LIZ Truss has accused Rishi Sunak of running “Project Fear” and likened his tax policies to Gordon Brown in a tense exchange during the latest Tory leadership debate.

The Foreign Secretary and former chancellor went head to head on Monday night in front of a live audience, with Sunak repeatedly interrupting and talking over Truss.

Both were split over whether or not to cut taxes; with Sunak sticking to his decision to raise National Insurance during his time as chancellor, while Truss said she would cut tax and impose a temporary moratorium on the green energy levy.

READ MORE: Boris Johnson says he wants to 'wipe away' his resignation

The Tory MPs were also split on whether or not to provide immediate help for those struggling with the cost of living crisis.

Sunak would not commit to any specific help, adding that he would wait until the full hike of the price cap is known in October, while Truss said she would act “immediately”.

Asked if people can expect more help with their bills if they become prime minister, Sunak said: “You may remember one of the last things I did as chancellor was announce a significant amount of support to help people get through autumn and the winter with those bills.

“And of course, as prime minister, I’d like to make sure that we always have the policies in place to support people like you, who are working incredibly hard to provide for you and your families.”

Sunak and Truss clashed over tax during the BBC leaders debateTruss accused Sunak of running "project fear"

Truss said: “I would act immediately. I understand that people here, people around the country, are struggling with some of the worst cost of living problems that we have had for generations.

“It’s hard to pay for fuel. It’s hard to pay for food. I would reverse the increase in national insurance. We promised not to raise it in our manifesto in 2019.

“The people here, who voted Conservative for the first time, expect us to fulfil our promises.

The debate descended into bickering over tax policy and raising as each contender tried to ‘gotcha’ the other.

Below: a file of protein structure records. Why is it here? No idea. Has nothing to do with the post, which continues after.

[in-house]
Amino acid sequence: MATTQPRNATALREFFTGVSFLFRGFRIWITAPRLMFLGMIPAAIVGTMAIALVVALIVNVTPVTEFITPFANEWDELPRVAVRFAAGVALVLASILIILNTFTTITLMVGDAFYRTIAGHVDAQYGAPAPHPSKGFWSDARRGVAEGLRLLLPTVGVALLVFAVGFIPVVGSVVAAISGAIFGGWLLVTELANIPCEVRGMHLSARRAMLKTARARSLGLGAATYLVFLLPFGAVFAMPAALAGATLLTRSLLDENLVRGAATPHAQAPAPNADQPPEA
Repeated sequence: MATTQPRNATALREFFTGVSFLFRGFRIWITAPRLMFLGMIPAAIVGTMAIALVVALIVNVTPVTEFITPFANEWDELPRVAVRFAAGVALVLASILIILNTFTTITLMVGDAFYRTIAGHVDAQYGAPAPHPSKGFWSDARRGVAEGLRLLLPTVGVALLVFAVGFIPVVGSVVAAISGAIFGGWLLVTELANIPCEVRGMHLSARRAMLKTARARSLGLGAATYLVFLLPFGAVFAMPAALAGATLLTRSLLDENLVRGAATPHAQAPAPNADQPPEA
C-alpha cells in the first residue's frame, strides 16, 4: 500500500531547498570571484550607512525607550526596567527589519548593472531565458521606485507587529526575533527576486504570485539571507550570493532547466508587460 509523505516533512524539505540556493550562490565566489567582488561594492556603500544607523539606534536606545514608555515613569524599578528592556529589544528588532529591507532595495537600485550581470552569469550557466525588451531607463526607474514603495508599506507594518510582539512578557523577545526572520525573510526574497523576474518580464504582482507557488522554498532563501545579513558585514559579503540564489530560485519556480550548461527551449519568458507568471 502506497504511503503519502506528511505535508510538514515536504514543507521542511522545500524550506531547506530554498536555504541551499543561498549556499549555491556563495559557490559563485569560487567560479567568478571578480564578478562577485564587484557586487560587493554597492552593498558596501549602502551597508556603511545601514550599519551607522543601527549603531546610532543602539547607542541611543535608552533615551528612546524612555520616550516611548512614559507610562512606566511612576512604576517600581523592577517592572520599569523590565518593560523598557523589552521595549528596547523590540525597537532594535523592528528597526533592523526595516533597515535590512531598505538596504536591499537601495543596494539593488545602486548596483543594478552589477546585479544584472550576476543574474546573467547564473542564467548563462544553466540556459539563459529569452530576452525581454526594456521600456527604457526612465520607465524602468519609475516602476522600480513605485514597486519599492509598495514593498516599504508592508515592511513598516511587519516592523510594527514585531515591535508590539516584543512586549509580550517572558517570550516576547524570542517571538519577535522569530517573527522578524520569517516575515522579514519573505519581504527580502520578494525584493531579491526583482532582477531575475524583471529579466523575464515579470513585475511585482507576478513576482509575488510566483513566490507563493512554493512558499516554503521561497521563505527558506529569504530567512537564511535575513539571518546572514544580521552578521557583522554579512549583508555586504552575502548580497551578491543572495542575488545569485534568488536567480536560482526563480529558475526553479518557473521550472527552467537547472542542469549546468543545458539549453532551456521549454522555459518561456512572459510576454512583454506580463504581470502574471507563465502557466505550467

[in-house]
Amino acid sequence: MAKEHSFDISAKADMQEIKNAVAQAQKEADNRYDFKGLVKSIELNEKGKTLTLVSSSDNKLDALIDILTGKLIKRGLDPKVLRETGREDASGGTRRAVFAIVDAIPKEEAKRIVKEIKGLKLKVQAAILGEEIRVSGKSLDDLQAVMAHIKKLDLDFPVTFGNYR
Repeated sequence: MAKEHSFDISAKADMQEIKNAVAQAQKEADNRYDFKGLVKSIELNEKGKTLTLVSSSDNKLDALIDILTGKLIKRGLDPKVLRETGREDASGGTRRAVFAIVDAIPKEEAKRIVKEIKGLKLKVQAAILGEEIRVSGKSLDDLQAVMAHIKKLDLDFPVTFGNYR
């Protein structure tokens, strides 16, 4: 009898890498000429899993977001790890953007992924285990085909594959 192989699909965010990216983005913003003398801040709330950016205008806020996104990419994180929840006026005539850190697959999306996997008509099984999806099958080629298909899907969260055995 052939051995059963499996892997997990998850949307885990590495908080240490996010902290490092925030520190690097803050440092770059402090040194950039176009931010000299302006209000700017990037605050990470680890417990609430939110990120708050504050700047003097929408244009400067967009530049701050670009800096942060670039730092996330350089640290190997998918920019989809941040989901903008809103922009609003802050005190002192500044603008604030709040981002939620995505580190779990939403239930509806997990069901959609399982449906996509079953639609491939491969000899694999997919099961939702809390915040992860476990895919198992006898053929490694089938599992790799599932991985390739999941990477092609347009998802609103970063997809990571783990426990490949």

Truss criticised Sunak for presiding over the “highest tax rate for 70 years”, adding: “The reality here is this is the same line that we heard from Gordon Brown when he was in the treasury.”

READ MORE: Keir Starmer asks Gordon Brown to help 'distinctly British' Labour economy plans

Sunak fired back by quoting Truss previously saying “let fiscal responsibility slide and allow the deficit to balloon”.

He added: “Not my words, not Gordon Brown's words, your words and you know what you were right then and you're wrong now.”

Earlier in the tense exchange over tax, Sunak challenged Truss to state mortgage rates in the US, adding that they were 50% higher than in the UK. Truss, referencing the Brexit campaign, hit back: “This is Project Fear.”

While Sunak, who continued to interrupt, added: “I remember the referendum campaign and there was only one of us who was on the side of Remain and Project Fear and it was you, not me.”

Sunak and Truss clashed over tax during the BBC leaders debateBoth Sunak and Truss said they would continue to implement Johnson's flaship levelling up policy if they become PM

Both candidates committed to continuing Boris Johnson’s flagship levelling up policy, which has been criticised for bypassing the devolution settlement, with the UK Government providing funding in devolved policy areas for numerous projects.

Truss also claimed that Sunak had been supportive of greater links with China until just a month ago, claiming that the Foreign Office led the way by taking a tough stance against China. She said the Treasury under her competitor had wanted “greater economic links” with the communist superpower.

They were also probed on comments made by Nadine Dorries on Monday ahead of the debate, where the Culture Secretary claimed Truss would be wearing £4.50 Claire’s Accessories earrings, whilst taking a pop at Sunak’s expensive suits.

Truss said she wasn’t sure how Dorries “knows where I got my earrings”, and tried to move the conversation on, asking the audience if they cared about the candidate’s fashion sense.